Food for thought;
I once wrote an article about the health benefits of spices, however for those of you that may not be as into cooking, or perhaps you just don’t eat much spicy food, or maybe you just want some simple, healthy food advice, I have compiled a list of superfoods, yes, foods that are super, just as they are!
First things first, I have three things to clarify for this list.
First of all, these foods are not listed in a ‘more-super-than’ ranking or order, they are all equal in their superfood qualities!
Second, I am not using the word ‘superfood’ because I am lazy and simply falling back on a cliché, in fact, I couldn’t mean it more than the word itself describes: these foods are really quite super! There are many words that could also describe these foods, such as magnificent, magic, superb, wonderful, glorious, marvelous.... the list goes on. They are foods that are particularly good for you with few negative drawbacks. I am by no means recommending you eat these foods to excess, or that you eat only these foods, I’m just saying that they are a great and simple addition to your diet.
Third, this is not a finite list, but only a place to get started. Nor is this list overly insightful, in fact, it is quite likely that you know many of these foods already, but you may not know why they are good for you... I hope that in reading this you come to see some of the many hidden or taken-for-granted benefits packed inside certain foods and that this inspires you to go out and find more superfoods and spread the good word to everyone! This is only a list of some common, healthy foods, but there are many more out there and I encourage you to find them and share them with us by commenting on this article below.
Here we go!
Loaded with anthocyanins, blueberries are a wonderful source of antioxidants which can improve your vision and also promote brain function; two things that most college students often complain they need help with.
They say a glass of red each night can do a lot of great things for you. Now that doesn’t mean holding off for the week and then drinking ten glasses on Friday night, but it does mean that a little red wine once in a while, or even daily, can be quite good for you. Red wine has been proven to raise levels of HDL cholesterol (this is GOOD cholesterol... you want it!), and like blueberries, carries a ton of antioxidants.
When I say dark, I mean go as dark as you can find it, like 80% cacao or more! Dark chocolate has been found to contain a potent dose of disease fighting compounds as well as strong antioxidants. It may also help reduce BAD cholesterol...
Also known by its less-famous but far more awesome name Alligator Pear, avocados contain plenty of fiber and are rich in monounsaturated fats (GOOD fats!). They also contain lutein, an antioxidant that appears to be most active in protecting your eyes and skin... Sign me up!
Some people love ‘em, some hate ‘em, whichever you are, eggs are full of amino acids and as such are actually one of the most protein-rich foods in our world.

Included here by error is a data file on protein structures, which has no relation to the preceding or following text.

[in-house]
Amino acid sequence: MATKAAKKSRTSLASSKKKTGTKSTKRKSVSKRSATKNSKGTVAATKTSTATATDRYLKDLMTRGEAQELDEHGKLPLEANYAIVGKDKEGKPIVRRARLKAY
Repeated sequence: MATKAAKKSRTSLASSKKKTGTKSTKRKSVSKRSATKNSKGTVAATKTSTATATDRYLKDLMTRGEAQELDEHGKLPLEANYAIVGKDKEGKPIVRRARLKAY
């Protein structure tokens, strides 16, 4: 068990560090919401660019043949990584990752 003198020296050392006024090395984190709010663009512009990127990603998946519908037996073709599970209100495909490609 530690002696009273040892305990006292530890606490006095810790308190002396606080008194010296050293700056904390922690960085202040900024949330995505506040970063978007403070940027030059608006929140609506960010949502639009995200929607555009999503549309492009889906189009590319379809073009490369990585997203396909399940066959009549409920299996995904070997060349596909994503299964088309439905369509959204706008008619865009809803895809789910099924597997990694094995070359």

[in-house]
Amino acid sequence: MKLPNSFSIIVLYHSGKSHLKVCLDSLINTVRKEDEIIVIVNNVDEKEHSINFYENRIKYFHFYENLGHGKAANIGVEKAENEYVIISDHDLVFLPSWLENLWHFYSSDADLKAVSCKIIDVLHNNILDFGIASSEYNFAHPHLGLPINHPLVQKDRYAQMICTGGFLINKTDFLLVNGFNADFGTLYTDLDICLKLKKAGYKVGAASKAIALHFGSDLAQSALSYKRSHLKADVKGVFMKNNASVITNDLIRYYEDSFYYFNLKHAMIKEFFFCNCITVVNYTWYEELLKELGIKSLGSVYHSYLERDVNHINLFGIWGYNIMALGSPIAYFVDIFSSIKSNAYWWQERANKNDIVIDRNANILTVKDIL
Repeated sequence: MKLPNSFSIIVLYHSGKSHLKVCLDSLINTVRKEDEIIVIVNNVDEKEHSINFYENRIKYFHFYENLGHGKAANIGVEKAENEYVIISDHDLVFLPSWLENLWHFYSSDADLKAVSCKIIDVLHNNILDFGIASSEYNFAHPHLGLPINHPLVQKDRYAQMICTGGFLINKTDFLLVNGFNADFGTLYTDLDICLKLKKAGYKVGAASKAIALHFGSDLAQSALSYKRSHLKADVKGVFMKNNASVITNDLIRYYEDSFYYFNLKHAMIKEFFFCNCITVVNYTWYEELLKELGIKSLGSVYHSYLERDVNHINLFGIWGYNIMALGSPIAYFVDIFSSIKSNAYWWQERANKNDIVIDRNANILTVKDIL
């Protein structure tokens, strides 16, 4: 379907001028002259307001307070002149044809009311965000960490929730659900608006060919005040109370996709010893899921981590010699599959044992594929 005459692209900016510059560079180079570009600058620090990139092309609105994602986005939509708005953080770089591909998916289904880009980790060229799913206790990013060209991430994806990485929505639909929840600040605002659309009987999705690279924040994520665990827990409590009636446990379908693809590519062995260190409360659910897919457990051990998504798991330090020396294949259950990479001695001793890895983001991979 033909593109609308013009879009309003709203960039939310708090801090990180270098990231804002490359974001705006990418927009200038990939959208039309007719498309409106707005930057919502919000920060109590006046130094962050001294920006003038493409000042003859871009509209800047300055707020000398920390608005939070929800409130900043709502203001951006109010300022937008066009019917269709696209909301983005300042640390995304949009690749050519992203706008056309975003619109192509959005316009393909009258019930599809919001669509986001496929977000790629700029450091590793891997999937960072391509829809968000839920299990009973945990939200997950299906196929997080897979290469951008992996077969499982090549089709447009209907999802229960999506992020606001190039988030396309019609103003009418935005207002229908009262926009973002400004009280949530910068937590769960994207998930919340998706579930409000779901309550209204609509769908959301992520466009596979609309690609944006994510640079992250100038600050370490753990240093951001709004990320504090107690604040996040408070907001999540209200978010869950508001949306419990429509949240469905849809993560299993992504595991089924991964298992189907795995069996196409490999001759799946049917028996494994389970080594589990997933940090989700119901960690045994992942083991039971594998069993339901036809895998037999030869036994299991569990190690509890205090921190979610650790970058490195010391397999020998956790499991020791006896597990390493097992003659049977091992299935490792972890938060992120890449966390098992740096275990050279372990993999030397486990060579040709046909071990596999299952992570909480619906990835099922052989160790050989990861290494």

Sidenote: recent studies have shown that eating egg yolks isn’t actually as bad for you as previously thought, in fact, it totally fine to eat the yolk!
Like avocados, almonds also contain plenty of cholesterol-lowering fibers and monounsaturated fat. They are great on their own, but if you’re not a huge fan of plain almonds, California Almond Board for some ideas!
Yes that’s right, Ancient! Most modern wheat has been either genetically modified or crossbred and therefore doesn’t always carry as much of the nutritional punch that can be found in Heirloom or Ancient grains. Grains such as Amaranth, Kamut khorasan, and spelt contain much more protein, antioxidants, and minerals than do their more modern counterparts. Many people also find that they taste better too!
Looking for protein? Fiber? Antioxidants? and also perhaps some minerals?
Look no further! You can find a full range of all of these wonderful and important things in seeds such as flax seeds, chia seeds, and quinoa seeds!
Growing up, I absolutely detested oatmeal; I couldn’t eat it. However, after looking into why some people are so keen to have oats for breakfast, I found some fascinating reasons. Oats are rich in protein and fiber, and like seeds, they also carry a host of minerals including iron, magnesium, zinc, and calcium! Now although this is some encouraging motivation to get oats into your diet, if you’re like me, it may not change your opinion on oatmeal, so I found some ideas for using oats in your cooking: check out Eating Well's oat recipes.
The benefits of eating fish are well documented and studied. With salmon (and other fatty fish), their benefits, according to the American Heart Association reduce the risk of cancer, heart disease, Alzheimer’s disease, diabetes, arthritis, stroke, and even depression. Just try to stay away from farmed and/or frozen salmon, and do your best to buy from someone who is catching wild salmon in a way that supports sustainable agriculture!
All of these foods can be found at your local grocery store, so go out and get them! Get healthy! and get super!
Medical Section Columnist, Kurtis Morrish:
My name is Kurtis Morrish. I graduated from Cal last year as an Integrative Biology major. I am now in the process of applying to medical school in the hopes of one day serving people as a family doctor. By no means do I write to you as an M.D., but I have extensive experience doing all kinds of scientific research; boiling-down long, dry, mumbo-jumbo-dense medical journals into a reduction that is a little sweeter, useful, and hopefully informative for you. I hope to learn as much from my writing as you do, so please hit me up with further questions, concerns, or comments!